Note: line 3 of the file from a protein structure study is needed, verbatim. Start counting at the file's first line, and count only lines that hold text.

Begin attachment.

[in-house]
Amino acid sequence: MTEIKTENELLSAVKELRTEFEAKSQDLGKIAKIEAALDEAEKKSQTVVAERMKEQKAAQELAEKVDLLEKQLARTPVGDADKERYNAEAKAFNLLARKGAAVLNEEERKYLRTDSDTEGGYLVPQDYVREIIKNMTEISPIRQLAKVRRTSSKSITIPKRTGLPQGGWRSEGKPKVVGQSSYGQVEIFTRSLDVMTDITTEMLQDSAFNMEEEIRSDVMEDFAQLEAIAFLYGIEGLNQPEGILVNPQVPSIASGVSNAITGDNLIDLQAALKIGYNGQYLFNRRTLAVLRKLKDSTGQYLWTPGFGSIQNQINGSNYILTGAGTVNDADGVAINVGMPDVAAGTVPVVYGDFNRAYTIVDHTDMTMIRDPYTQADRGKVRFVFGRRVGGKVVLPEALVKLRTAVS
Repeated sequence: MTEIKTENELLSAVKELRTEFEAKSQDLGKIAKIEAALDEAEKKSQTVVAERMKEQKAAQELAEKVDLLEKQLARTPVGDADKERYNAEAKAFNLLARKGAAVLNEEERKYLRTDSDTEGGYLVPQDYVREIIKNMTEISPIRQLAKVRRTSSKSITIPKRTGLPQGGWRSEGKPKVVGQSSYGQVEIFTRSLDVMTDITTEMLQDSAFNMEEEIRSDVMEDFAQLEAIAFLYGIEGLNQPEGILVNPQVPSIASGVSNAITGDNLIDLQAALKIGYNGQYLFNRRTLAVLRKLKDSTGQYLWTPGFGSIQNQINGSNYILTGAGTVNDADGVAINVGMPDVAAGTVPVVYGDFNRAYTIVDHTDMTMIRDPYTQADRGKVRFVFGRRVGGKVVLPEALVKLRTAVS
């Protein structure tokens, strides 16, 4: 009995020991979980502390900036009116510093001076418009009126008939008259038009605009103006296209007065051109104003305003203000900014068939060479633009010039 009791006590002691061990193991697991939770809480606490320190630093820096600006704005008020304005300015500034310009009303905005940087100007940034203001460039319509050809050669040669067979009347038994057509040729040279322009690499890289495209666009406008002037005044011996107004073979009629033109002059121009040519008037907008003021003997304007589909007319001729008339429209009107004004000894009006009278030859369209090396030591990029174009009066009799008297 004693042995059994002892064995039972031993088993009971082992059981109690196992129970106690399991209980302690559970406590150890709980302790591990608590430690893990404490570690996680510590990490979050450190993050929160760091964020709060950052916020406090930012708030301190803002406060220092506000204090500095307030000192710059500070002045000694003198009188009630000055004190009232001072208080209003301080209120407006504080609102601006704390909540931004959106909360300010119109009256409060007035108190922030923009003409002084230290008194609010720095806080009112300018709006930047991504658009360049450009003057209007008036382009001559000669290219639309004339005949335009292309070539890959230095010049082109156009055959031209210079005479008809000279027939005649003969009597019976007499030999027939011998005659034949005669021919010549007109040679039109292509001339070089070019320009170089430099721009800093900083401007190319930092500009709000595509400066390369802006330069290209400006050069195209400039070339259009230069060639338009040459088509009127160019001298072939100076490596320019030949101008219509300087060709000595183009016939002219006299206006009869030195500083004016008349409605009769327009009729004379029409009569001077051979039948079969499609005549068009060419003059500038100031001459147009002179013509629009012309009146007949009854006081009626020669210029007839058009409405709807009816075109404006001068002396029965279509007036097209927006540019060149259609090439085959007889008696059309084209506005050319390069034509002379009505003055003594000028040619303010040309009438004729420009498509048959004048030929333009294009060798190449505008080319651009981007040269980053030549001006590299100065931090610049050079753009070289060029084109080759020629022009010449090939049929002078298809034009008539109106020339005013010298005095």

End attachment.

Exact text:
Repeated sequence: MTEIKTENELLSAVKELRTEFEAKSQDLGKIAKIEAALDEAEKKSQTVVAERMKEQKAAQELAEKVDLLEKQLARTPVGDADKERYNAEAKAFNLLARKGAAVLNEEERKYLRTDSDTEGGYLVPQDYVREIIKNMTEISPIRQLAKVRRTSSKSITIPKRTGLPQGGWRSEGKPKVVGQSSYGQVEIFTRSLDVMTDITTEMLQDSAFNMEEEIRSDVMEDFAQLEAIAFLYGIEGLNQPEGILVNPQVPSIASGVSNAITGDNLIDLQAALKIGYNGQYLFNRRTLAVLRKLKDSTGQYLWTPGFGSIQNQINGSNYILTGAGTVNDADGVAINVGMPDVAAGTVPVVYGDFNRAYTIVDHTDMTMIRDPYTQADRGKVRFVFGRRVGGKVVLPEALVKLRTAVS